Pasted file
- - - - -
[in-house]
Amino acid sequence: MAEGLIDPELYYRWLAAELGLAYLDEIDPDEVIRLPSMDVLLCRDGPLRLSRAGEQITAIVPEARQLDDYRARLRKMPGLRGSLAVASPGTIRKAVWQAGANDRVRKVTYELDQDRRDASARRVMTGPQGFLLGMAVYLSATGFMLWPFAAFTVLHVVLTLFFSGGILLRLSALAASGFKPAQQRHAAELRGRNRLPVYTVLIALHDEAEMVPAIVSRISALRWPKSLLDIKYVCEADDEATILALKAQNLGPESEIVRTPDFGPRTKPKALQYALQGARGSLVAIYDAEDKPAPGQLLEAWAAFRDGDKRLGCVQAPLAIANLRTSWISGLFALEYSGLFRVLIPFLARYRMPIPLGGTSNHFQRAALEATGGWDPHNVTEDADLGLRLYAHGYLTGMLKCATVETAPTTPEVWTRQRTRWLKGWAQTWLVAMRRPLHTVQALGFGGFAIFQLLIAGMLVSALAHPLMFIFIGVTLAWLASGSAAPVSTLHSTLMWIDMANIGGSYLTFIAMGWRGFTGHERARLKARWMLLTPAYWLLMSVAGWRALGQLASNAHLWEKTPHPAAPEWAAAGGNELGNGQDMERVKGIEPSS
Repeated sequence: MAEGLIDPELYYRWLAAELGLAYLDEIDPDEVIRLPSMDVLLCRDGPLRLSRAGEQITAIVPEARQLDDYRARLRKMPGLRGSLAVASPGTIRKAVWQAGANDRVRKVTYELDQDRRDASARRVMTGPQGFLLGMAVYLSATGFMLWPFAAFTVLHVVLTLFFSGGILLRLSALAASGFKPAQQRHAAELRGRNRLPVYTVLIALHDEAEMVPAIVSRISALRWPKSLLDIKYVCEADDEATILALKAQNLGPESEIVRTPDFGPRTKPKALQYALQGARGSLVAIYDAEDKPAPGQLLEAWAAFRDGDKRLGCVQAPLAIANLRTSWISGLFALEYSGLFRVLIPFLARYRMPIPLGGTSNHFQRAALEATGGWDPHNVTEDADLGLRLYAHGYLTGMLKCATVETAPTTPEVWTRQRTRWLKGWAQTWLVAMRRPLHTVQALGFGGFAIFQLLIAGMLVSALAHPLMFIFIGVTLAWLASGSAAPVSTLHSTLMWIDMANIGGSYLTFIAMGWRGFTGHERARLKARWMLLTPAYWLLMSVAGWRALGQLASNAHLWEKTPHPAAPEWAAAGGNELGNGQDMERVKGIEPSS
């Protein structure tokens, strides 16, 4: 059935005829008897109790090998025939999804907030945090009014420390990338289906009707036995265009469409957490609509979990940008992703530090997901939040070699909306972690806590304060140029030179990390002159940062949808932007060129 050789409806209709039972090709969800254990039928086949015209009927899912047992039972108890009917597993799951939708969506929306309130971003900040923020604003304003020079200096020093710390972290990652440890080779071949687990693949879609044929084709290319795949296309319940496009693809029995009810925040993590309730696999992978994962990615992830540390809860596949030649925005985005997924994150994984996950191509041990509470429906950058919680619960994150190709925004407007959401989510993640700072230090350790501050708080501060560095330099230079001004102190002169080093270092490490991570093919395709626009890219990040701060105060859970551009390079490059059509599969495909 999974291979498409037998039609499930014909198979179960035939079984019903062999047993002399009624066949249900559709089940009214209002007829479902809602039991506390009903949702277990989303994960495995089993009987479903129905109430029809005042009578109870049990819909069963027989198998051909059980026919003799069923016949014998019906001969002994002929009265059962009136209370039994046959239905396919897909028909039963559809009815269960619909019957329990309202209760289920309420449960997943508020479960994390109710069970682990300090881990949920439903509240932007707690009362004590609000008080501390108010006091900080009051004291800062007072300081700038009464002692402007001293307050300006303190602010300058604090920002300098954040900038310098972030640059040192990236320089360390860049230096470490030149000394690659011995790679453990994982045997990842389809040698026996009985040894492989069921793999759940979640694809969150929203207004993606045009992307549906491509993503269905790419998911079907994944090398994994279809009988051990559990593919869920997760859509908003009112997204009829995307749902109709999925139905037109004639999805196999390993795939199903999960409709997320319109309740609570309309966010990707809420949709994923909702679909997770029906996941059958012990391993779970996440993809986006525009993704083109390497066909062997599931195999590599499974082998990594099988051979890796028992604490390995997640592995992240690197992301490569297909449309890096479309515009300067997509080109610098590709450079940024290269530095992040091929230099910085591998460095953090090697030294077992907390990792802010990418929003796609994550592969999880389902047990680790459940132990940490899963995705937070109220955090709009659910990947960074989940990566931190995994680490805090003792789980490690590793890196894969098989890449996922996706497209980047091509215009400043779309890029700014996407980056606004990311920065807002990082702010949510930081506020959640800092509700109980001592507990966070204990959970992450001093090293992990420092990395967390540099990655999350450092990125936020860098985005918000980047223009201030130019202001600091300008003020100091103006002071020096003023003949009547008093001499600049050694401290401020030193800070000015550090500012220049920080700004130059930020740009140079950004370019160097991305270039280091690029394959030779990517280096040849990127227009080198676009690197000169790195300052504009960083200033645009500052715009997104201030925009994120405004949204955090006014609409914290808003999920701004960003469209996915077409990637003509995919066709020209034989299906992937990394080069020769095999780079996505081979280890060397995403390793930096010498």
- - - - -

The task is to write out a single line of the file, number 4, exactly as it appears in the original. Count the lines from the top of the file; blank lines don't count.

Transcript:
């Protein structure tokens, strides 16, 4: 059935005829008897109790090998025939999804907030945090009014420390990338289906009707036995265009469409957490609509979990940008992703530090997901939040070699909306972690806590304060140029030179990390002159940062949808932007060129 050789409806209709039972090709969800254990039928086949015209009927899912047992039972108890009917597993799951939708969506929306309130971003900040923020604003304003020079200096020093710390972290990652440890080779071949687990693949879609044929084709290319795949296309319940496009693809029995009810925040993590309730696999992978994962990615992830540390809860596949030649925005985005997924994150994984996950191509041990509470429906950058919680619960994150190709925004407007959401989510993640700072230090350790501050708080501060560095330099230079001004102190002169080093270092490490991570093919395709626009890219990040701060105060859970551009390079490059059509599969495909 999974291979498409037998039609499930014909198979179960035939079984019903062999047993002399009624066949249900559709089940009214209002007829479902809602039991506390009903949702277990989303994960495995089993009987479903129905109430029809005042009578109870049990819909069963027989198998051909059980026919003799069923016949014998019906001969002994002929009265059962009136209370039994046959239905396919897909028909039963559809009815269960619909019957329990309202209760289920309420449960997943508020479960994390109710069970682990300090881990949920439903509240932007707690009362004590609000008080501390108010006091900080009051004291800062007072300081700038009464002692402007001293307050300006303190602010300058604090920002300098954040900038310098972030640059040192990236320089360390860049230096470490030149000394690659011995790679453990994982045997990842389809040698026996009985040894492989069921793999759940979640694809969150929203207004993606045009992307549906491509993503269905790419998911079907994944090398994994279809009988051990559990593919869920997760859509908003009112997204009829995307749902109709999925139905037109004639999805196999390993795939199903999960409709997320319109309740609570309309966010990707809420949709994923909702679909997770029906996941059958012990391993779970996440993809986006525009993704083109390497066909062997599931195999590599499974082998990594099988051979890796028992604490390995997640592995992240690197992301490569297909449309890096479309515009300067997509080109610098590709450079940024290269530095992040091929230099910085591998460095953090090697030294077992907390990792802010990418929003796609994550592969999880389902047990680790459940132990940490899963995705937070109220955090709009659910990947960074989940990566931190995994680490805090003792789980490690590793890196894969098989890449996922996706497209980047091509215009400043779309890029700014996407980056606004990311920065807002990082702010949510930081506020959640800092509700109980001592507990966070204990959970992450001093090293992990420092990395967390540099990655999350450092990125936020860098985005918000980047223009201030130019202001600091300008003020100091103006002071020096003023003949009547008093001499600049050694401290401020030193800070000015550090500012220049920080700004130059930020740009140079950004370019160097991305270039280091690029394959030779990517280096040849990127227009080198676009690197000169790195300052504009960083200033645009500052715009997104201030925009994120405004949204955090006014609409914290808003999920701004960003469209996915077409990637003509995919066709020209034989299906992937990394080069020769095999780079996505081979280890060397995403390793930096010498």